• Palm Springs, California (86)

Number of highly-rated hidden gem activies:

  • Sedona, Arizona (109)
  • Honolulu, Hawaii (97)
  • Santa Barbara, California (29)

Percentage of total walking trails with high ratings and low traffic on AllTrails

  • Mobile, Alabama (68 percent)
  • Yuma, Arizona (62 percent)
  • Idyllwild, California (60 percent)

Other categories including the number of homes for sale in Zillow and the number of highly rated hidden gem lodging options were also included in the rating but unrelated to RV snowbirds and thus omitted  in this article,

Where to Go to Escape the Snow

Planning for a future RV snowbird road trip? Need to know where it doesn’t snow? Here are the top six states with the least snow to get you started on your plans.

Keep reading…

The Best RV Driving Routes for Snowbirds

Snowbirds migrate from the northern reaches of the continent to the Sun Belt when the weather starts to get cold and snowy just like millions of actual birds that migrate back and forth every year. And just like the flocks of birds that follow familiar routes, RV snowbirds tend to make this journey on a few well-traveled arterials.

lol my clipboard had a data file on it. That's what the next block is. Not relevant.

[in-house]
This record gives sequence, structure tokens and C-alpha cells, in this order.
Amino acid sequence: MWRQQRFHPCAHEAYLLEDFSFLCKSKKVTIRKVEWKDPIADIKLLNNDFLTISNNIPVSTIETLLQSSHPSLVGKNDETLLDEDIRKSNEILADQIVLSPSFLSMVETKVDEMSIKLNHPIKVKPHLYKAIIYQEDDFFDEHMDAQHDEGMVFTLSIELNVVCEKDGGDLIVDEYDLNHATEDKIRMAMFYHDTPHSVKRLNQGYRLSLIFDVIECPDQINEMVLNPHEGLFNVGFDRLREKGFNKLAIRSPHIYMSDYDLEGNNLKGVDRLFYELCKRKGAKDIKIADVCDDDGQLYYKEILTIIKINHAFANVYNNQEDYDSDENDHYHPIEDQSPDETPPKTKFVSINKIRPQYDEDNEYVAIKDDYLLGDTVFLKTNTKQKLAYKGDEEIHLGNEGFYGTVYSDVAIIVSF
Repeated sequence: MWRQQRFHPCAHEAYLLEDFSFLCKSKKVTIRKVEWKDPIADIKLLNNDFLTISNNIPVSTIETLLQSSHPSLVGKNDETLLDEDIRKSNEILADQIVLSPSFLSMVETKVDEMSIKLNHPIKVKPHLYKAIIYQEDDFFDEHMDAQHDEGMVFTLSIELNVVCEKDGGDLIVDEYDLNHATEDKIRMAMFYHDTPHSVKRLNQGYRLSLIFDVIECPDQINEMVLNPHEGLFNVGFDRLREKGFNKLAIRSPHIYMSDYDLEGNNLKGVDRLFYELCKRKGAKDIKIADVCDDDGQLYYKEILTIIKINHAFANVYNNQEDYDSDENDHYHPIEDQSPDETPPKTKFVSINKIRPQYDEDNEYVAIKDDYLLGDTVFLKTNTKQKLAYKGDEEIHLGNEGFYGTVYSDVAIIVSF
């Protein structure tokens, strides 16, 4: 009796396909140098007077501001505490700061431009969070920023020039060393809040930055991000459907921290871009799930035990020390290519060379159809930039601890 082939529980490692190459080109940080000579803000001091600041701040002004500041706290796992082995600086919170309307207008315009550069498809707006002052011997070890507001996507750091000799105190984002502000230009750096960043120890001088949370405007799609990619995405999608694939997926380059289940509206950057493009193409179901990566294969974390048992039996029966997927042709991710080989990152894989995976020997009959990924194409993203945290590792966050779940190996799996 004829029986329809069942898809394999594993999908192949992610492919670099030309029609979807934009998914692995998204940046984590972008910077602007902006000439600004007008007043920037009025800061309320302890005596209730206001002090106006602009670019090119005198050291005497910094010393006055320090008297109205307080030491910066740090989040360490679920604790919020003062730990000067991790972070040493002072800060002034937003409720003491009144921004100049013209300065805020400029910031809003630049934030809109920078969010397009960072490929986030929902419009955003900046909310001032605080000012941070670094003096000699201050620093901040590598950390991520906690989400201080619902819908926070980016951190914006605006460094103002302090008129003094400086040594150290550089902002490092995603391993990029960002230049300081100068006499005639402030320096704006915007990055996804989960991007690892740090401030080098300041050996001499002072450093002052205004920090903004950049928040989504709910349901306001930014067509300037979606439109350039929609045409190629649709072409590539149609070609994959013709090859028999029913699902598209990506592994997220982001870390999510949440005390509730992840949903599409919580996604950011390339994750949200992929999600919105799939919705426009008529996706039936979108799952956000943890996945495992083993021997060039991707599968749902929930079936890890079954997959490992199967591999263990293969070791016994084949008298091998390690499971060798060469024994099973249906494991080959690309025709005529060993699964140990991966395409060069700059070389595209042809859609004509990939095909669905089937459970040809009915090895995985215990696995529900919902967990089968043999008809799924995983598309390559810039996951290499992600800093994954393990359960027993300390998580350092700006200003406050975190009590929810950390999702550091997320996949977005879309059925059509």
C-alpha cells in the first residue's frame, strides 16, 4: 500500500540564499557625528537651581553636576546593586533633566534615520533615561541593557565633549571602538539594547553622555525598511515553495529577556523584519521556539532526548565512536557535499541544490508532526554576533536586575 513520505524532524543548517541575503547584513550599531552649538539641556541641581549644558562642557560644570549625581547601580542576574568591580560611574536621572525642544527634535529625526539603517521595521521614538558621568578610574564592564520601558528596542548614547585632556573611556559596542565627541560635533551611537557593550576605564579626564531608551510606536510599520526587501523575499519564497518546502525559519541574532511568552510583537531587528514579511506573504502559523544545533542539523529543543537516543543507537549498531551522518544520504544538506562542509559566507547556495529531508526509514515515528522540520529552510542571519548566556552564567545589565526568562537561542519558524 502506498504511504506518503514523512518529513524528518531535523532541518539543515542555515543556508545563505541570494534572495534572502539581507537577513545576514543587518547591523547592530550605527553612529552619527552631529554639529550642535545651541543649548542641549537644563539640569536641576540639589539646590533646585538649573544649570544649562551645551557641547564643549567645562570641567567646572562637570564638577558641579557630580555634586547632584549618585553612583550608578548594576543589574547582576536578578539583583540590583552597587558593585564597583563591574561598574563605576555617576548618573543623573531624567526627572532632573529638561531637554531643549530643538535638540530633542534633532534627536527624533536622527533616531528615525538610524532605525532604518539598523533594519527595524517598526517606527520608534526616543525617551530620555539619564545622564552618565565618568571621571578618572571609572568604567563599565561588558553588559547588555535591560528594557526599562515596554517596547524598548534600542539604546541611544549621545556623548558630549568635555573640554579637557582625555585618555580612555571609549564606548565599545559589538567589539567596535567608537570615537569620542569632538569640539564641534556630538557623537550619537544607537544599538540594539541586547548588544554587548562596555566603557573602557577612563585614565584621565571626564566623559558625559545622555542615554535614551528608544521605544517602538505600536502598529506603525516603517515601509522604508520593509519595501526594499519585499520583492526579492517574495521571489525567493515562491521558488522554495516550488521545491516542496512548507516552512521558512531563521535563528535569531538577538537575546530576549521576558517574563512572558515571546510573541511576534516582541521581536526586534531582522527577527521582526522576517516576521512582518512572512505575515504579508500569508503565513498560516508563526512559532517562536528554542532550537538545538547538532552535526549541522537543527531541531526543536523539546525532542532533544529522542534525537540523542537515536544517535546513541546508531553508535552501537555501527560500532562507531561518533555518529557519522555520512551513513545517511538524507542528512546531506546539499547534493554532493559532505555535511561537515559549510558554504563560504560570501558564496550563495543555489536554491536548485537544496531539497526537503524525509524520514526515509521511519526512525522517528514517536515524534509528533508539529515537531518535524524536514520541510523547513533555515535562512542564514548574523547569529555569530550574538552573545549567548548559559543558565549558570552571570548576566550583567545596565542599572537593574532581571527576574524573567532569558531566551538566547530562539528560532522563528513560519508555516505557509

Keep reading…

Lost Dutchman State Park, Arizona © Rex Vogel, all rights reserved

12 of the Best State Parks for Snowbirds

It doesn’t matter if you’re looking for a well-developed RV site with all the bells and whistles or a wooded tent spot far from any sort of road or development, there’s a state park campsite for you. To lend a hand—there are over 10,000 state parks, after all—I’ve profiled a list of some of the best campsites in state parks that are known for their popularity and unique beauty.

Keep reading…

Worth Pondering…

My parents didn’t want to move to Florida but they turned sixty and that’s the law.

—Jerry Steinfeld

10 Amazing Places to RV in January

RV travel allows you to take the comforts of home on the road

January is a great time to travel and if you’re looking for someplace warm with ample sun there are some great destinations to consider especially for the RVing snowbird escaping the ravages of a Northern winter.

Wildlife World Zoo © Rex Vogel, all rights reserved

The bad news is COVID-19 has taken its toll on the tourism industry and as we head into winter, it’s now impacting snowbird travel. Canadian snowbirds won’t be flocking south this winter to escape the cold and snowy weather. With their wings clipped by border closures, Canadian snowbirds are trading in the golf clubs for snow shovels, preparing for the long Canadian winter ahead.

Naturally, RVers—and, in particular, Canadian snowbirds­—are looking forward to the relaxation of these restrictions. But where are the most amazing places to RV this month?